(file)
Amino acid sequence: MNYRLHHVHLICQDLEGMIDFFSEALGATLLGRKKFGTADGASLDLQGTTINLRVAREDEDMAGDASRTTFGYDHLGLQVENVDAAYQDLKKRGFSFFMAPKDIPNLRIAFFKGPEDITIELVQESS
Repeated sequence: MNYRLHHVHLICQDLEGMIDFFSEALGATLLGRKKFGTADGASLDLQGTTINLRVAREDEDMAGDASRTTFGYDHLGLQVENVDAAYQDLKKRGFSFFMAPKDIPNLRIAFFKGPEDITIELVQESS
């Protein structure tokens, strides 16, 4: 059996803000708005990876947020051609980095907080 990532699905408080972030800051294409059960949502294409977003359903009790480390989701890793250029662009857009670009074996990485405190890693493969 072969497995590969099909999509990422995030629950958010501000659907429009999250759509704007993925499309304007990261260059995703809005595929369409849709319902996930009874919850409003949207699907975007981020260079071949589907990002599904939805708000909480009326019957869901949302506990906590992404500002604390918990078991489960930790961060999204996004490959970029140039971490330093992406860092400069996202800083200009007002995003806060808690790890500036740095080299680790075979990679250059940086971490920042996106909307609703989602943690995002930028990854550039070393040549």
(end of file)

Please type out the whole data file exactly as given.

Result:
Amino acid sequence: MNYRLHHVHLICQDLEGMIDFFSEALGATLLGRKKFGTADGASLDLQGTTINLRVAREDEDMAGDASRTTFGYDHLGLQVENVDAAYQDLKKRGFSFFMAPKDIPNLRIAFFKGPEDITIELVQESS
Repeated sequence: MNYRLHHVHLICQDLEGMIDFFSEALGATLLGRKKFGTADGASLDLQGTTINLRVAREDEDMAGDASRTTFGYDHLGLQVENVDAAYQDLKKRGFSFFMAPKDIPNLRIAFFKGPEDITIELVQESS
């Protein structure tokens, strides 16, 4: 059996803000708005990876947020051609980095907080 990532699905408080972030800051294409059960949502294409977003359903009790480390989701890793250029662009857009670009074996990485405190890693493969 072969497995590969099909999509990422995030629950958010501000659907429009999250759509704007993925499309304007990261260059995703809005595929369409849709319902996930009874919850409003949207699907975007981020260079071949589907990002599904939805708000909480009326019957869901949302506990906590992404500002604390918990078991489960930790961060999204996004490959970029140039971490330093992406860092400069996202800083200009007002995003806060808690790890500036740095080299680790075979990679250059940086971490920042996106909307609703989602943690995002930028990854550039070393040549």